Built between 1824 and 1826 by Brown and Bell shipbuilders of New York, the steamboat Barnet was seventy-five feet long and displaced only twenty-two inches of water. This extremely shallow draft allowed the vessel to navigate the rapids at Enfield Falls.
At Warehouse Point the combination of unfavorable wind and insufficient power prevented Barnet from completing the trip up the falls in Enfield.
Hartford business leaders founded the company in response to commercial rivals in New Haven, and in 1824 the company commissioned Brown and Bell, a New York shipbuilder, to build a steamboat that could navigate the rapids between Hartford and Springfield. The steamboat Barnet made its successful maiden voyage to Springfield in 1826, thereby assuring the continued commercial viability of Springfield and Hartford.
John Fitch was an American inventor and entrepreneur most famous for operating the first commercial steamboat in the United States. On August 22, 1787, with delegates from the Constitutional Convention meeting in Philadelphia observing, Fitch’s steamboat navigated the waters of the Delaware River. Fitch operated the vessel, which had a capacity of thirty passengers, between Philadelphia and Burlington, New Jersey and hoped to make the venture profitable, but shortcomings with both his patent (1791) and his business skills led investors to pull out of his company and the business failed.
Robert Fulton was an American inventor and engineer of the first commercially successful U.S. steamboat, the Clermont (1807). The Clermont was based on the ideas of John Fitch. In 1807, Fulton successfully tested his vessel on the Hudson River; thereafter he won the right to operate steamboats on Hudson and on other rivers in New York State, as well as on the lower Mississippi.
- The Lathrop Letters between Samual and his son document the Barnet’s first voyage
Samuel Lathrop was an important political leader in the early 1800s, both at the state and federal level. He served in the Massachusetts Senate before serving four successive terms in Congress. He then returned to his home state to serve in the State Senate for another two years, serving in 1829 and 1830 as President of the State Senate. Samuel Lathrop was serving in Congress at the time of the Barnet’s maiden voyage.
William Lathrop was born in Springfield to a prominent Connecticut River Valley family. His grandfather, the Rev. Joseph Lathrop, served as minister of the First Congregational Church of West Springfield for sixty-three years and dedicated the first bridge to span the Connecticut River. His father, Samuel Lathrop, was an important political figure. William Lathrop’s correspondence to his father, who was serving in Congress at the time, provides a record of the steamboat Barnet’s maiden voyage in 1826.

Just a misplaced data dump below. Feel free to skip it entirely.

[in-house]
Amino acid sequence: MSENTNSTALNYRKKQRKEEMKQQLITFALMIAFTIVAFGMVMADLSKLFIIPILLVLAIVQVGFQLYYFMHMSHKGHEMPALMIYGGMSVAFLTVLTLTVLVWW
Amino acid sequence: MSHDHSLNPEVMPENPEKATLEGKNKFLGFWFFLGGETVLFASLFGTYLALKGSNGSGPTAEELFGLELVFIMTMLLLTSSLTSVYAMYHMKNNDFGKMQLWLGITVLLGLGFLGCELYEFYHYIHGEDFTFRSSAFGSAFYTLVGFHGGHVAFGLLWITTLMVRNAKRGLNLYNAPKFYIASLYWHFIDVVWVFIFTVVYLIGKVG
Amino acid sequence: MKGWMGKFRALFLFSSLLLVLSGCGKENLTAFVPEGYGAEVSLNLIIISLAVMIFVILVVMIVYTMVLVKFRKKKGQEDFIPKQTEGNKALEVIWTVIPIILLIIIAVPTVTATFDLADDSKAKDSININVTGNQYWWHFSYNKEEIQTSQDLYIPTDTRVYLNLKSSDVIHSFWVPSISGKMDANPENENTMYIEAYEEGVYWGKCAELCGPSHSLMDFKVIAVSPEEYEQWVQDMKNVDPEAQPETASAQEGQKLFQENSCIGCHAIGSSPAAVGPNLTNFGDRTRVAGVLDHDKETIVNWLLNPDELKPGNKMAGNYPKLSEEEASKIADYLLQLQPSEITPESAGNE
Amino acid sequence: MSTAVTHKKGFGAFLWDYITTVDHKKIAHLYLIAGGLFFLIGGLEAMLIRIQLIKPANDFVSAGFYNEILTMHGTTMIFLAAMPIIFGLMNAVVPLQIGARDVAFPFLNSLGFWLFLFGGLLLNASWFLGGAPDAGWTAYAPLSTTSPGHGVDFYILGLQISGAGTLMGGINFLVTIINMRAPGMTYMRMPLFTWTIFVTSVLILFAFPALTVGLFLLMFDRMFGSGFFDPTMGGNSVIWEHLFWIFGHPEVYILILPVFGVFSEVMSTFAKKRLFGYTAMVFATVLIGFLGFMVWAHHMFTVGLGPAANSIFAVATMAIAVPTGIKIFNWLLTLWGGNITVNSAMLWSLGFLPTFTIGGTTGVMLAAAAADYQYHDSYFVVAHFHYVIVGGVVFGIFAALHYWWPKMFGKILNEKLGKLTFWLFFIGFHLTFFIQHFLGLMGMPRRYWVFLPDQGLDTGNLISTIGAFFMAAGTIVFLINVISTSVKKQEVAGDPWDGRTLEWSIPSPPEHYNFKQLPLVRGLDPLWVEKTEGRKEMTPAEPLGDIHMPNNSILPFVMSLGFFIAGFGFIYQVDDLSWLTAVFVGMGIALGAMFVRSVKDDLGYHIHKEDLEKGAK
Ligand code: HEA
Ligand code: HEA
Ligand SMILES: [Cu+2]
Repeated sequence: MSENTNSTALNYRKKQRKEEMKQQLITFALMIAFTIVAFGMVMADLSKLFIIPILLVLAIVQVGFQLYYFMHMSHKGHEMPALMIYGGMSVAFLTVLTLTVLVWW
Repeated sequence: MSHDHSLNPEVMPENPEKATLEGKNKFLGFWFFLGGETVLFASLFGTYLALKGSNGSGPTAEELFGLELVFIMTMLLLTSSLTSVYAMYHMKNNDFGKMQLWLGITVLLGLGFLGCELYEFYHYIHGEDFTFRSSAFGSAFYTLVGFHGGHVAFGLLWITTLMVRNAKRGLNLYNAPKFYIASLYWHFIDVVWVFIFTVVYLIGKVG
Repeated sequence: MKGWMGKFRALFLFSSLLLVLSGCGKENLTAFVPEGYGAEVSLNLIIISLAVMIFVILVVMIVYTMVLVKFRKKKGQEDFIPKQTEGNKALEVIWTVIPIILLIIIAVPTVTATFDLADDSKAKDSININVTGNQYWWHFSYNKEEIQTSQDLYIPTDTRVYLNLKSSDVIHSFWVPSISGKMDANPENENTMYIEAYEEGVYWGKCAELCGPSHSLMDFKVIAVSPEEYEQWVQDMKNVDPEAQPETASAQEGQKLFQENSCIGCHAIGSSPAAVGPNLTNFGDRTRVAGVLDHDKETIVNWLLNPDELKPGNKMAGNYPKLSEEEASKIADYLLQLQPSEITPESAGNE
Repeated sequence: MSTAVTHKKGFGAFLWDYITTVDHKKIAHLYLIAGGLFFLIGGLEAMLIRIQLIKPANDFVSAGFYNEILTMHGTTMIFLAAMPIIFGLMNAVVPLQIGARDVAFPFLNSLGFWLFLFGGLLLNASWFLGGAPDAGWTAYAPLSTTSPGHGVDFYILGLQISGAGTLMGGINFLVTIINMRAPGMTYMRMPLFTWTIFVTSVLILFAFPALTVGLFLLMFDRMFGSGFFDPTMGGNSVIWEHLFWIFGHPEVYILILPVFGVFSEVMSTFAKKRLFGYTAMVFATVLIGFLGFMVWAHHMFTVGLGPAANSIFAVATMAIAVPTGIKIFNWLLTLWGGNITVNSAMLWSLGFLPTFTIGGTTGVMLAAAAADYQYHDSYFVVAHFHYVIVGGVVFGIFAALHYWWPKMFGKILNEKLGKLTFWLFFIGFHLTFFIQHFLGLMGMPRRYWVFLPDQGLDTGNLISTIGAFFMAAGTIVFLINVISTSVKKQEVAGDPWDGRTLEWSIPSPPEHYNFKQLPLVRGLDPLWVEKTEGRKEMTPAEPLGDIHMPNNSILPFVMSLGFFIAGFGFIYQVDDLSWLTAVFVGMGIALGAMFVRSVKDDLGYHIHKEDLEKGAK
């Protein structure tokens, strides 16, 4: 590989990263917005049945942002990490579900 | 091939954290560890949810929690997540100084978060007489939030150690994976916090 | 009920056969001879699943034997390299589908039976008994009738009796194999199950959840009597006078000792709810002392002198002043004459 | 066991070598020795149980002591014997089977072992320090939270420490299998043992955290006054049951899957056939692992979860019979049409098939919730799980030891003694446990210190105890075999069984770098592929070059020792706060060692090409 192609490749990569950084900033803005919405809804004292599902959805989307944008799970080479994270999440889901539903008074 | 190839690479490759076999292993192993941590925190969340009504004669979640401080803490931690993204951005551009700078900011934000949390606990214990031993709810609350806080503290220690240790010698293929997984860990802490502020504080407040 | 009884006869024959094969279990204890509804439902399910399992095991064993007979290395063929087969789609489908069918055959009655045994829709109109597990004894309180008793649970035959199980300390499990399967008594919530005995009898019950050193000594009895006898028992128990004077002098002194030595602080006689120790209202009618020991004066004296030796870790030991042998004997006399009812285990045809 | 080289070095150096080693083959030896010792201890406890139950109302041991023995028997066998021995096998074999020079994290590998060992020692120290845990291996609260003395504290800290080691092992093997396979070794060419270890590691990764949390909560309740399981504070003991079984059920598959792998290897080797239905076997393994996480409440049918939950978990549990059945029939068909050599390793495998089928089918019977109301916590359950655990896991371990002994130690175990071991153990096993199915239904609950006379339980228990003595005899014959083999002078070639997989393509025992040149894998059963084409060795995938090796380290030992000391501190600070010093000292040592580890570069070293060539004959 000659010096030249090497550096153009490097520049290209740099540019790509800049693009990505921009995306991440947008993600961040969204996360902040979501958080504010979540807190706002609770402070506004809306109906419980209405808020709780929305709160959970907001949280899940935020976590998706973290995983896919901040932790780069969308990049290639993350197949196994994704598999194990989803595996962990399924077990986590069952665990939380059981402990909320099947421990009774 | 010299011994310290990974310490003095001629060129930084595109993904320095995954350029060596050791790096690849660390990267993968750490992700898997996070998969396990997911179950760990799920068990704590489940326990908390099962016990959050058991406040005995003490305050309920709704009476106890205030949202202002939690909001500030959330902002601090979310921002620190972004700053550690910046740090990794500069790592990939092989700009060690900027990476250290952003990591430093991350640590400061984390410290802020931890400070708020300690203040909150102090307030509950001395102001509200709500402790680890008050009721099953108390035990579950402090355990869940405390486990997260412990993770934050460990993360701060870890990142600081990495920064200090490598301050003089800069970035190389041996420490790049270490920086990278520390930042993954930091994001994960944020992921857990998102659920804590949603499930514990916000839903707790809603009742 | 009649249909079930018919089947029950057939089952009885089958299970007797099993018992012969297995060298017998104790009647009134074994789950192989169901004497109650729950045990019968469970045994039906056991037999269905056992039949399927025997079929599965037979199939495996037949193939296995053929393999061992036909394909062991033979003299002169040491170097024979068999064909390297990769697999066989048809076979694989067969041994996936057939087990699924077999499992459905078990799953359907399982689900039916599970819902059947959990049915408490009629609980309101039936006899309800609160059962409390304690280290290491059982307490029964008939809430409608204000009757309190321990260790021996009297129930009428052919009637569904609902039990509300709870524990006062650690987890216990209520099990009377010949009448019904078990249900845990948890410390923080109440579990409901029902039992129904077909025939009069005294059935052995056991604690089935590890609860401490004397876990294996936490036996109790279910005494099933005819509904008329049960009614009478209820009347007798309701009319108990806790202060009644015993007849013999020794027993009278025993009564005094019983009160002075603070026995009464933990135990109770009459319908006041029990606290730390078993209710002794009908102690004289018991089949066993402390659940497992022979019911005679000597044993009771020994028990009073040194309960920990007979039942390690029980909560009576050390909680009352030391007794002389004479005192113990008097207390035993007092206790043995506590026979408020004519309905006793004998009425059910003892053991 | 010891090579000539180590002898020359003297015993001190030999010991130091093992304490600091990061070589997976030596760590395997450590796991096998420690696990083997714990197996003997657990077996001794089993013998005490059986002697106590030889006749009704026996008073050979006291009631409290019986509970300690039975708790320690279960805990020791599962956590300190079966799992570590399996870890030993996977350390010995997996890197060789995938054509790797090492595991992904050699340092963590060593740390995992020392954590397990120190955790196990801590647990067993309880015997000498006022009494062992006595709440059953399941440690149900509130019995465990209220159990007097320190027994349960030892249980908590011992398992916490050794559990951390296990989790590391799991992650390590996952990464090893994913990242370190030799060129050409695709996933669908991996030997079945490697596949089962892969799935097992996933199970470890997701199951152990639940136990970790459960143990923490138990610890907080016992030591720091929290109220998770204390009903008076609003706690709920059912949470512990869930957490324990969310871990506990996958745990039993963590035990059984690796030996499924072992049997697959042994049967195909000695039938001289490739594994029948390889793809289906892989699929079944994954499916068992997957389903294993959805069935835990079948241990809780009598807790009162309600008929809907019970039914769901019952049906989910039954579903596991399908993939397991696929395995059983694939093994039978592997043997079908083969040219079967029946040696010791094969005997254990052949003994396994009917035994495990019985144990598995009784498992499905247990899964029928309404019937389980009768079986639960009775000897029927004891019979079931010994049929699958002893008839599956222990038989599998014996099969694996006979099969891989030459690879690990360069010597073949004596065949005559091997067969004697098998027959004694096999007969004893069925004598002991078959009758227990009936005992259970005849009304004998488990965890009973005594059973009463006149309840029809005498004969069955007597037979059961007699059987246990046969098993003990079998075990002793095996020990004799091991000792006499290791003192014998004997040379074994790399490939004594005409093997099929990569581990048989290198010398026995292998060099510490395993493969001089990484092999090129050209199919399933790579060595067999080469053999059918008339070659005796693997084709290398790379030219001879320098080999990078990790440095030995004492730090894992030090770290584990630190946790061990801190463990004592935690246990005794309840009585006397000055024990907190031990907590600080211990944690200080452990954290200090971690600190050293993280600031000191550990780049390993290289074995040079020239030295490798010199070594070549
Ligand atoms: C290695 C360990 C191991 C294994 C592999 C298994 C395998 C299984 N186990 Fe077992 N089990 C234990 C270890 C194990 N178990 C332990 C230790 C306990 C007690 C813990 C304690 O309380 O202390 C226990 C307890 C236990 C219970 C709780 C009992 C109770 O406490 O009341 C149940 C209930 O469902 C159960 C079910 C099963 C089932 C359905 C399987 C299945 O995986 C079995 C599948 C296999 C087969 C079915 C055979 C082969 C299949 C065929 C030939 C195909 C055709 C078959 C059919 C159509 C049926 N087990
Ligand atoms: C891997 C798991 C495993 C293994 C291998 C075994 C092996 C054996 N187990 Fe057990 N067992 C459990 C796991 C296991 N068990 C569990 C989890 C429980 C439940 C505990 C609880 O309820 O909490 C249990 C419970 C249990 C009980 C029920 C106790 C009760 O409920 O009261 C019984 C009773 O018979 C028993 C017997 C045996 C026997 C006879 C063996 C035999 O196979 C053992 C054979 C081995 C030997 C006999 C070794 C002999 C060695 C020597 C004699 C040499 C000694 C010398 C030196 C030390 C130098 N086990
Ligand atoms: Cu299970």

The fourth president of the United States, Monroe proposed the American System to develop the national economy. His successor, James Madison, took steps to launch the program.
The fifth president of the United States, Monroe backed the American System, which included the investment of federal dollars in the construction of new roads and canals and the improvement of harbors.
An Orford, New Hampshire inventor and engineer, Morey launched the first steamboat on The Connecticut River. From 1780 to 1830, Morey experimented with steam to propel boats, taking out various patents for steam machinery. In his lifetime, he registered over 20 patents relating to combustion engines and steamboat transportation. In 1792, he and a friend used the vessel to travel up the Connecticut River from Orford, New Hampshire to Fairlee, Vermont at four miles per hour, and returned.
A widely known river boatman from West Springfield, Captain Palmer was in command of Barnet when the steamboat embarked on her maiden voyage in 1826.
Sixth president of the U.S. from Massachusetts.
Henry Clay was an American politician from Kentucky, who served in the Kentucky State Legislative, the U.S. House of Representatives and the U.S. Senate. Clay was an advocate of the “American System”. In addition to his support for the American System, Clay was well known as a skilled politician, orator and one of the men behind the Missouri Compromise of 1820 and the Compromise of 1850.
An area along the banks of the Connecticut River Greenfield was called cheapside by locals.
The Connecticut River is the largest river in New England, flowing 407 miles from its source near the Canadian border in the Connecticut Lakes to its mouth at Long Island Sound. The river forms most of the border between New Hampshire and Vermont, and flows through western Massachusetts and central Connecticut.
Established in 1635 on the banks of the Connecticut River in Connecticut, by the first quarter of the nineteenth century, Hartford had become an important commercial center linked to Springfield, Massachusetts and through New York City, to the markets of the world. Hartford benefited from the development of canals and improvements in river transport such as steamboats.